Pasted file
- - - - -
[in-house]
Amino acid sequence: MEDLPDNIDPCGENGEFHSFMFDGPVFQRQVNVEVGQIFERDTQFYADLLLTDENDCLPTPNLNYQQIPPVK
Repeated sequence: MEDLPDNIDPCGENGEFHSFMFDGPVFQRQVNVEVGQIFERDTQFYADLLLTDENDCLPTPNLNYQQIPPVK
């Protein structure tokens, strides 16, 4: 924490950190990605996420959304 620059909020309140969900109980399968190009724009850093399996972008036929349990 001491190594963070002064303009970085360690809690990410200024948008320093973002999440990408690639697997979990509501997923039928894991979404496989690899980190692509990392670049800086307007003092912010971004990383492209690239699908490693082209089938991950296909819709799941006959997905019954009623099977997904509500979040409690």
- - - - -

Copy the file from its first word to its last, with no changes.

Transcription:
[in-house]
Amino acid sequence: MEDLPDNIDPCGENGEFHSFMFDGPVFQRQVNVEVGQIFERDTQFYADLLLTDENDCLPTPNLNYQQIPPVK
Repeated sequence: MEDLPDNIDPCGENGEFHSFMFDGPVFQRQVNVEVGQIFERDTQFYADLLLTDENDCLPTPNLNYQQIPPVK
């Protein structure tokens, strides 16, 4: 924490950190990605996420959304 620059909020309140969900109980399968190009724009850093399996972008036929349990 001491190594963070002064303009970085360690809690990410200024948008320093973002999440990408690639697997979990509501997923039928894991979404496989690899980190692509990392670049800086307007003092912010971004990383492209690239699908490693082209089938991950296909819709799941006959997905019954009623099977997904509500979040409690």